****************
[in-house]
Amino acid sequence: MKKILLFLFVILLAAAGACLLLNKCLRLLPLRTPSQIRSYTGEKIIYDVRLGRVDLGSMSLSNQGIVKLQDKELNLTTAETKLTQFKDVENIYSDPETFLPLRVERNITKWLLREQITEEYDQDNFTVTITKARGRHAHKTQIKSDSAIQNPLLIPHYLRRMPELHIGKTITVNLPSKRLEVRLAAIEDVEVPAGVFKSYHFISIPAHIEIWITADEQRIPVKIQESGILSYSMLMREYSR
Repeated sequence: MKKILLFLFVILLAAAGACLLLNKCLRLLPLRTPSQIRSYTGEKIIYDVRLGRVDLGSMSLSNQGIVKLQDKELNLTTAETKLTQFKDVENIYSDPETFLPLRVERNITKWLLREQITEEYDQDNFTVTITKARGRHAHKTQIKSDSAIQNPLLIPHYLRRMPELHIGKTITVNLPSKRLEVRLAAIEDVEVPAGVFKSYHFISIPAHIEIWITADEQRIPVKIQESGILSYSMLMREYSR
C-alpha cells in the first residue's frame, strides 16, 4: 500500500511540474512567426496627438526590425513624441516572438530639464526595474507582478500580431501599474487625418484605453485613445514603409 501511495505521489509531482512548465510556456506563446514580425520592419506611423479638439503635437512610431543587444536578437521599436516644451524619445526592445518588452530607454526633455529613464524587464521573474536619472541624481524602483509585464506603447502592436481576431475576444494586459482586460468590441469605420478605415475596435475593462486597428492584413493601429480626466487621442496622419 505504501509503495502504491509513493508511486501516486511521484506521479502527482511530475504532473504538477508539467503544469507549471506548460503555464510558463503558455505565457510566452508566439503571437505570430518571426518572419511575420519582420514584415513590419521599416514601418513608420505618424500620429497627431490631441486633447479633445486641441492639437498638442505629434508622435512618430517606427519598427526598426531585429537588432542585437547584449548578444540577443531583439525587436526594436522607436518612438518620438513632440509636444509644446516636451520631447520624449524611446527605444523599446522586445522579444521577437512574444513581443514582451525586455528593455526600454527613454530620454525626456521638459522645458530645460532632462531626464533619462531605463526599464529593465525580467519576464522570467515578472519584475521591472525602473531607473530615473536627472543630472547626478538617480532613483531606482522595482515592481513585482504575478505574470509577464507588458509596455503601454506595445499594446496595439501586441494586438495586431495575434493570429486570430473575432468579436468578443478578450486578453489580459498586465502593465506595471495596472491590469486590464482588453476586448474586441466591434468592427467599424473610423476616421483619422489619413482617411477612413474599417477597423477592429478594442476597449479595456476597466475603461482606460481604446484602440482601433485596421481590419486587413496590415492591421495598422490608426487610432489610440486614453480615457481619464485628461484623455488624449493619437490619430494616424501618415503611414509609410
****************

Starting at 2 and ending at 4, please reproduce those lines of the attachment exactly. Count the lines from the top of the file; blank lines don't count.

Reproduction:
Amino acid sequence: MKKILLFLFVILLAAAGACLLLNKCLRLLPLRTPSQIRSYTGEKIIYDVRLGRVDLGSMSLSNQGIVKLQDKELNLTTAETKLTQFKDVENIYSDPETFLPLRVERNITKWLLREQITEEYDQDNFTVTITKARGRHAHKTQIKSDSAIQNPLLIPHYLRRMPELHIGKTITVNLPSKRLEVRLAAIEDVEVPAGVFKSYHFISIPAHIEIWITADEQRIPVKIQESGILSYSMLMREYSR
Repeated sequence: MKKILLFLFVILLAAAGACLLLNKCLRLLPLRTPSQIRSYTGEKIIYDVRLGRVDLGSMSLSNQGIVKLQDKELNLTTAETKLTQFKDVENIYSDPETFLPLRVERNITKWLLREQITEEYDQDNFTVTITKARGRHAHKTQIKSDSAIQNPLLIPHYLRRMPELHIGKTITVNLPSKRLEVRLAAIEDVEVPAGVFKSYHFISIPAHIEIWITADEQRIPVKIQESGILSYSMLMREYSR
C-alpha cells in the first residue's frame, strides 16, 4: 500500500511540474512567426496627438526590425513624441516572438530639464526595474507582478500580431501599474487625418484605453485613445514603409 501511495505521489509531482512548465510556456506563446514580425520592419506611423479638439503635437512610431543587444536578437521599436516644451524619445526592445518588452530607454526633455529613464524587464521573474536619472541624481524602483509585464506603447502592436481576431475576444494586459482586460468590441469605420478605415475596435475593462486597428492584413493601429480626466487621442496622419 505504501509503495502504491509513493508511486501516486511521484506521479502527482511530475504532473504538477508539467503544469507549471506548460503555464510558463503558455505565457510566452508566439503571437505570430518571426518572419511575420519582420514584415513590419521599416514601418513608420505618424500620429497627431490631441486633447479633445486641441492639437498638442505629434508622435512618430517606427519598427526598426531585429537588432542585437547584449548578444540577443531583439525587436526594436522607436518612438518620438513632440509636444509644446516636451520631447520624449524611446527605444523599446522586445522579444521577437512574444513581443514582451525586455528593455526600454527613454530620454525626456521638459522645458530645460532632462531626464533619462531605463526599464529593465525580467519576464522570467515578472519584475521591472525602473531607473530615473536627472543630472547626478538617480532613483531606482522595482515592481513585482504575478505574470509577464507588458509596455503601454506595445499594446496595439501586441494586438495586431495575434493570429486570430473575432468579436468578443478578450486578453489580459498586465502593465506595471495596472491590469486590464482588453476586448474586441466591434468592427467599424473610423476616421483619422489619413482617411477612413474599417477597423477592429478594442476597449479595456476597466475603461482606460481604446484602440482601433485596421481590419486587413496590415492591421495598422490608426487610432489610440486614453480615457481619464485628461484623455488624449493619437490619430494616424501618415503611414509609410